*  Mississippi State’s three most-played series

*  Ole Miss’ three most-played series

*  Four of South Carolina’s five most-played series

*  Four of Tennessee’s five most-played series

*  Texas A&M would have had two games against Missouri, Arkansas and LSU

*  Vanderbilt’s two most-played series

 

Classic rivalries in football (Auburn-Georgia, Alabama-Tennessee) and in basketball (Tennessee-Kentucky, Florida-Georgia) are part of the SEC’s very DNA.  The stewards of the league must work as hard as possible to find a way to protect games with historical value.

In this case, very little work was required.  We’d given them the best blueprint available for a 14-team, 18-game scheduling format, but they chose to gone in the complete opposite direction.  When they did, we knew that a season would soon roll ’round when one or more of the SEC’s most-played basketball series were not scheduled for home-and-home matchups.  That season is upon us.

Somewhere Adolph Rupp and Ray Mears are rolling over in their graves.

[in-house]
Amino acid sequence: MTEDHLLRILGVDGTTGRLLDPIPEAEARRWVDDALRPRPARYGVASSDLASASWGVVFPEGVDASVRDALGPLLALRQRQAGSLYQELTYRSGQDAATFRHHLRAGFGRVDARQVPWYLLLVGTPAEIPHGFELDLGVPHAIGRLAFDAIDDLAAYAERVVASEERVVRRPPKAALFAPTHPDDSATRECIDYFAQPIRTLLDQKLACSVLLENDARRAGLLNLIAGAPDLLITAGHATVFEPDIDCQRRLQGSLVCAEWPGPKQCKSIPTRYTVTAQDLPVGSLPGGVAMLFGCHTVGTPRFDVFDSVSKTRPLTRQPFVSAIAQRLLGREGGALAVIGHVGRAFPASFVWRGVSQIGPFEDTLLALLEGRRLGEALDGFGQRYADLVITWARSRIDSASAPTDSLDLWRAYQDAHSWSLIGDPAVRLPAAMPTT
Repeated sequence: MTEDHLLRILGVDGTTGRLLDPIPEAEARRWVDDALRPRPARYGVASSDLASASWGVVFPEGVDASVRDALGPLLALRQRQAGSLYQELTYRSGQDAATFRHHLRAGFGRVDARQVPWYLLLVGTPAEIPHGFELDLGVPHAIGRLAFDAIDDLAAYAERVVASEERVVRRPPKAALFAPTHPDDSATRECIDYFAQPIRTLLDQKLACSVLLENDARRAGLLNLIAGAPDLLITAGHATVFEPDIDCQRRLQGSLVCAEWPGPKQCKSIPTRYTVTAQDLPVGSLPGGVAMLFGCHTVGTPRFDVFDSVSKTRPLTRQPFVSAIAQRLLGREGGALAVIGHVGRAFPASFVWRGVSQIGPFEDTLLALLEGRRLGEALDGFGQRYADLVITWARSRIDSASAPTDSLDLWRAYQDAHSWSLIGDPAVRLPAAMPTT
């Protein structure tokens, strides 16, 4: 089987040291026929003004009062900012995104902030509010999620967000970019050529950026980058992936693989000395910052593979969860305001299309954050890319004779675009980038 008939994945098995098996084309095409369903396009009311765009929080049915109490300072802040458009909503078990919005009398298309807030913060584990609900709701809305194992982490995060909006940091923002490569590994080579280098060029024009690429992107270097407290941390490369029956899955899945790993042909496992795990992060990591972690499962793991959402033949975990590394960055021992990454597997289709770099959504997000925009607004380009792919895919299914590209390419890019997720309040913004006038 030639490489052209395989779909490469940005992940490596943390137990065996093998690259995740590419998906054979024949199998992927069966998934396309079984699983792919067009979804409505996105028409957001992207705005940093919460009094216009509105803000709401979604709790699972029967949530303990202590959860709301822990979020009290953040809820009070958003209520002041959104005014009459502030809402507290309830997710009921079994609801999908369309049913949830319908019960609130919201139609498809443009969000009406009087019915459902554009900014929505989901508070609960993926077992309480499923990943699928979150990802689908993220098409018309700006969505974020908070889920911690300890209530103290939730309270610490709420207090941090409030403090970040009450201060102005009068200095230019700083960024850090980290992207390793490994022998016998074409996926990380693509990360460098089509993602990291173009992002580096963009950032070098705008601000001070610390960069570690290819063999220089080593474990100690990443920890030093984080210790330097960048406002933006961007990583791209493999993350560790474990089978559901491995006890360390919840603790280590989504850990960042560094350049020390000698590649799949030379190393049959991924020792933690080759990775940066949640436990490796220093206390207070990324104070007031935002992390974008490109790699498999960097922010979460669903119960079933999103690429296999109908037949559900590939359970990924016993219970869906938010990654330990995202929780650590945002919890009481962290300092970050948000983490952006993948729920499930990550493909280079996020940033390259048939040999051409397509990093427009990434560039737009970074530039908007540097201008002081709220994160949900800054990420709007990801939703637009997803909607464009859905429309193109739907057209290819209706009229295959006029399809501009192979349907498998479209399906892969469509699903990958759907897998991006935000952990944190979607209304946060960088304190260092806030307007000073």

Shame on Mike Slive and the SEC schedule-makers.  On this front, they have failed embarrassingly.

 


12 comments
HoustonVol
HoustonVol

I think this plan will backfire on the SEC long term. While it might spread the wealth (UK) around, it does avoid home and home series between to two most successful men's basketball programs in the league. UK has the most titles, but what school is number 2? Tennessee. I remember when I was on campus. This was during the Wade Houston years. When Kentucky came to town, they called TBA - Rupp South. They would easily bring 15k+ plus every year though the game should be a slaughter. I have a hunch that within a couple of years, you will see them back off the 1-4-8 scheduling. All of the re-allignment focus was on football, and few worried about basketball and the other sports. Especially once the SEC network is launched - you will start to see a lot more focus on basketball.

Seanbo
Seanbo

Does it have to be 18 games, why not 19.  I know there are not divisions in basketball but I would use the football divisions for my basketball scheduling.  Play home and home against the schools in your division and play the other division once.  It's really not that hard.  One year, the "East" plays 10 home and 9 away then the next year, the "West.

the_voice
the_voice